public static CompletionStage<List<Fruit>> findAll(PgPool client) {
        return client.query("SELECT id, name FROM fruits ORDER BY name ASC").thenApply(pgRowSet -> {
            List<Fruit> list = new ArrayList<>(pgRowSet.size());
            for (Row row : pgRowSet) {
            return list;

And the endpoint to get all fruits from the backend:

public CompletionStage<Response> get() {
    return Fruit.findAll(client)

Now start Quarkus in dev mode with:

mvn compile quarkus:dev

Lastly, open your browser and navigate to http://localhost:8080/fruits, you should see:


Prepared queries

The Reactive Postgres Client can also prepare queries and take parameters that are replaced in the SQL statement at execution time:

client.preparedQuery("SELECT name FROM fruits WHERE id = $1", Tuple.of(id))
The SQL string can refer to parameters by position, using $1, $2, …​etc.

Like the simple query method, preparedQuery returns an instance of CompletionStage<PgRowSet>. Equipped with this tooling, we are able to safely use an id provided by the user to get the details of a particular fruit:

public static CompletionStage<Fruit> findById(PgPool client, Long id) {
    return client.preparedQuery("SELECT id, name FROM fruits WHERE id = $1", Tuple.of(id)) (1)
            .thenApply(PgRowSet::iterator) (2)
            .thenApply(iterator -> iterator.hasNext() ? from(iterator.next()) : null); (3)
1 Create a Tuple to hold the prepared query parameters.
2 Get an Iterator for the PgRowSet result.
3 Create a Fruit instance from the Row if an entity was found.

And in the JAX-RS resource:

public CompletionStage<Response> getSingle(@PathParam Long id) {
    return Fruit.findById(client, id)
            .thenApply(fruit -> fruit != null ? Response.ok(fruit) : Response.status(Status.NOT_FOUND)) (1)
            .thenApply(ResponseBuilder::build); (2)
1 Prepare a JAX-RS response with either the Fruit instance if found or the 404 status code.
2 Build and send the response.

The same logic applies when saving a Fruit:

public CompletionStage<Long> save(PgPool client) {
    return client.preparedQuery("INSERT INTO fruits (name) VALUES ($1) RETURNING (id)", Tuple.of(name))
            .thenApply(pgRowSet -> pgRowSet.iterator().next().getLong("id"));

And in the web resource we handle the POST request:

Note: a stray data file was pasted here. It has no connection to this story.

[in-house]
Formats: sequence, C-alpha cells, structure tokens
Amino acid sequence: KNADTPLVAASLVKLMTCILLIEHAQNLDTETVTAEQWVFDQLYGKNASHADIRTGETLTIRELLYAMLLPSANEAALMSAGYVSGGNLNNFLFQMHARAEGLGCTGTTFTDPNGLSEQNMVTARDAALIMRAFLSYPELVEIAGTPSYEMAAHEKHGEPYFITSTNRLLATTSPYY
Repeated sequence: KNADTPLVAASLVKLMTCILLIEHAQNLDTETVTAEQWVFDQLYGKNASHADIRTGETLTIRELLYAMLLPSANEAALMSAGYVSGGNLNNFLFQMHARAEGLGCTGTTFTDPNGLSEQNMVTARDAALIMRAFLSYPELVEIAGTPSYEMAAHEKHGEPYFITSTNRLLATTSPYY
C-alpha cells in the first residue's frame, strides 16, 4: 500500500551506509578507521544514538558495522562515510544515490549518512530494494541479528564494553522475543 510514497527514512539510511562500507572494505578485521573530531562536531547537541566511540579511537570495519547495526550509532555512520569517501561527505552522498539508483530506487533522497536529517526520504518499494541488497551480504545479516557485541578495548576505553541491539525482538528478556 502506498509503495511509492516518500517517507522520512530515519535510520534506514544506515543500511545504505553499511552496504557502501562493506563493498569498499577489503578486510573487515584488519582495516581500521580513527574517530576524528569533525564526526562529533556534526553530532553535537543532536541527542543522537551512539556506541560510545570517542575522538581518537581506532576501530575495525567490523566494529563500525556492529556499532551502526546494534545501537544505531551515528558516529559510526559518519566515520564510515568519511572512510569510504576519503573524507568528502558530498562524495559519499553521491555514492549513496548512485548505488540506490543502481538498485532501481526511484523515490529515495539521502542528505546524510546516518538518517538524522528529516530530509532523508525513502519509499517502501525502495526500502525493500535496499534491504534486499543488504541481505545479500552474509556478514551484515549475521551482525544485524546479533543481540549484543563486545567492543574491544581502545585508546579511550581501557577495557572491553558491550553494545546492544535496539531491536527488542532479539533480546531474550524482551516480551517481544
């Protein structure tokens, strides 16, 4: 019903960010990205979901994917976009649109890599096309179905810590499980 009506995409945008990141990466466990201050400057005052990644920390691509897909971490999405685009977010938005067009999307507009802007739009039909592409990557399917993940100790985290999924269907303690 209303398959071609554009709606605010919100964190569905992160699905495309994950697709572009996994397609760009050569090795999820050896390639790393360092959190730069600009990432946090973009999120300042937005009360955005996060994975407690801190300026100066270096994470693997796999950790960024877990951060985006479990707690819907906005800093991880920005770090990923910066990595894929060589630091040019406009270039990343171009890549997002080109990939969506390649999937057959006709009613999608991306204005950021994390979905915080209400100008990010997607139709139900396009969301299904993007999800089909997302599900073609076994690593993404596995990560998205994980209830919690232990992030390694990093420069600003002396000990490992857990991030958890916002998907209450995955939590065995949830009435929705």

public CompletionStage<Response> create(Fruit fruit) {
    return fruit.save(client)
            .thenApply(id -> URI.create("/fruits/" + id))
            .thenApply(uri -> Response.created(uri).build());

Result metadata

A PgRowSet does not only hold your data in memory, it also gives you some information about the data itself, such as:

  • the number of rows affected by the query (inserted/deleted/updated/retrieved depending on the query type),

  • the column names.

Let’s use this to support removal of fruits in the database:

public static CompletionStage<Boolean> delete(PgPool client, Long id) {
    return client.preparedQuery("DELETE FROM fruits WHERE id = $1", Tuple.of(id))
            .thenApply(pgRowSet -> pgRowSet.rowCount() == 1); (1)
1 Inspect metadata to determine if a fruit has been actually deleted.

And to handle the HTTP DELETE method in the web resource:

public CompletionStage<Response> delete(@PathParam Long id) {
    return Fruit.delete(client, id)
            .thenApply(deleted -> deleted ? Status.NO_CONTENT : Status.NOT_FOUND)
            .thenApply(status -> Response.status(status).build());

With GET, POST and DELETE methods implemented, we may now create a minimal web page to try the RESTful application out. We will use jQuery to simplify interactions with the backend:

<!doctype html>
    <meta charset="utf-8"/>
    <title>Reactive Postgres Client - Quarkus</title>
    <script src="https://code.jquery.com/jquery-3.3.1.min.js"
            integrity="sha256-FgpCb/KJQlLNfOu91ta32o/NMZxltwRo8QtmkMRdAu8=" crossorigin="anonymous"></script>
    <script type="application/javascript" src="fruits.js"></script>

<h1>Fruits API Testing</h1>

<h2>All fruits</h2>
<div id="all-fruits"></div>

<h2>Create Fruit</h2>
<input id="fruit-name" type="text">
<button id="create-fruit-button" type="button">Create</button>
<div id="create-fruit"></div>


In the Javascript code, we need a function to refresh the list of fruits when:

  • the page is loaded, or

  • a fruit is added, or

  • a fruit is deleted.

function refresh() {
    $.get('/fruits', function (fruits) {
        var list = '';
        (fruits || []).forEach(function (fruit) { (1)
            list = list
                + '<tr>'
                + '<td>' + fruit.id + '</td>'
                + '<td>' + fruit.name + '</td>'
                + '<td><a href="#" onclick="deleteFruit(' + fruit.id + ')">Delete</a></td>'
                + '</tr>'
        if (list.length > 0) {
            list = ''
                + '<table><thead><th>Id</th><th>Name</th><th></th></thead>'
                + list
                + '</table>';
        } else {
            list = "No fruits in database"

function deleteFruit(id) {
    $.ajax('/fruits/' + id, {method: 'DELETE'}).then(refresh);

$(document).ready(function () {

    $('#create-fruit-button').click(function () {
        var fruitName = $('#fruit-name').val();
            url: '/fruits',
            contentType: 'application/json',
            data: JSON.stringify({name: fruitName})

1 The fruits parameter is not defined when the database is empty.

All done! Navigate to http://localhost:8080/fruits.html and read/create/delete some fruits.